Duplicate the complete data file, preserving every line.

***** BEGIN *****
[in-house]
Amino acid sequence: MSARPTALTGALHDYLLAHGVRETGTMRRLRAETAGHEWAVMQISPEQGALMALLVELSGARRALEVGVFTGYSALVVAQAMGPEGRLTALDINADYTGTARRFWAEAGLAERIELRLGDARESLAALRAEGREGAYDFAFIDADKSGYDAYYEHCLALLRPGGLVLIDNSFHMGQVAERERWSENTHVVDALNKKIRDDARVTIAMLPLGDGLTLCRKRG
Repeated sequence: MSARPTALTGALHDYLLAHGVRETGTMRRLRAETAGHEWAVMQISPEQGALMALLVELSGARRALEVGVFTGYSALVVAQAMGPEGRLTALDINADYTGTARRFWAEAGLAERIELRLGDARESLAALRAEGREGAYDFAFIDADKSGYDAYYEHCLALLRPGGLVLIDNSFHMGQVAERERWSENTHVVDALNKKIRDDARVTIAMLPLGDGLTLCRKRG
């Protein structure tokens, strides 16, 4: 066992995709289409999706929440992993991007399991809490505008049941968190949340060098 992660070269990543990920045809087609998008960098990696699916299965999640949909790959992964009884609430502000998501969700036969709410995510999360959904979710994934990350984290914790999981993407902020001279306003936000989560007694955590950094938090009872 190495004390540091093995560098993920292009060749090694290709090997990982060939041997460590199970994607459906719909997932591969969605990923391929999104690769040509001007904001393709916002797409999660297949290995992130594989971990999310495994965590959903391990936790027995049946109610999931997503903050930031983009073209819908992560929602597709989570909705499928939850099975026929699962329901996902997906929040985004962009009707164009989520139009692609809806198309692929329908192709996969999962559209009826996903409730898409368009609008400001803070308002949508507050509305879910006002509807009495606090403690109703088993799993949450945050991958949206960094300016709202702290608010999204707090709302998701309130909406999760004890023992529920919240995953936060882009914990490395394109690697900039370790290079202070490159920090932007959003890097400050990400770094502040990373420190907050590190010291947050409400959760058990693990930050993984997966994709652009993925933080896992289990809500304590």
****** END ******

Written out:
[in-house]
Amino acid sequence: MSARPTALTGALHDYLLAHGVRETGTMRRLRAETAGHEWAVMQISPEQGALMALLVELSGARRALEVGVFTGYSALVVAQAMGPEGRLTALDINADYTGTARRFWAEAGLAERIELRLGDARESLAALRAEGREGAYDFAFIDADKSGYDAYYEHCLALLRPGGLVLIDNSFHMGQVAERERWSENTHVVDALNKKIRDDARVTIAMLPLGDGLTLCRKRG
Repeated sequence: MSARPTALTGALHDYLLAHGVRETGTMRRLRAETAGHEWAVMQISPEQGALMALLVELSGARRALEVGVFTGYSALVVAQAMGPEGRLTALDINADYTGTARRFWAEAGLAERIELRLGDARESLAALRAEGREGAYDFAFIDADKSGYDAYYEHCLALLRPGGLVLIDNSFHMGQVAERERWSENTHVVDALNKKIRDDARVTIAMLPLGDGLTLCRKRG
């Protein structure tokens, strides 16, 4: 066992995709289409999706929440992993991007399991809490505008049941968190949340060098 992660070269990543990920045809087609998008960098990696699916299965999640949909790959992964009884609430502000998501969700036969709410995510999360959904979710994934990350984290914790999981993407902020001279306003936000989560007694955590950094938090009872 190495004390540091093995560098993920292009060749090694290709090997990982060939041997460590199970994607459906719909997932591969969605990923391929999104690769040509001007904001393709916002797409999660297949290995992130594989971990999310495994965590959903391990936790027995049946109610999931997503903050930031983009073209819908992560929602597709989570909705499928939850099975026929699962329901996902997906929040985004962009009707164009989520139009692609809806198309692929329908192709996969999962559209009826996903409730898409368009609008400001803070308002949508507050509305879910006002509807009495606090403690109703088993799993949450945050991958949206960094300016709202702290608010999204707090709302998701309130909406999760004890023992529920919240995953936060882009914990490395394109690697900039370790290079202070490159920090932007959003890097400050990400770094502040990373420190907050590190010291947050409400959760058990693990930050993984997966994709652009993925933080896992289990809500304590």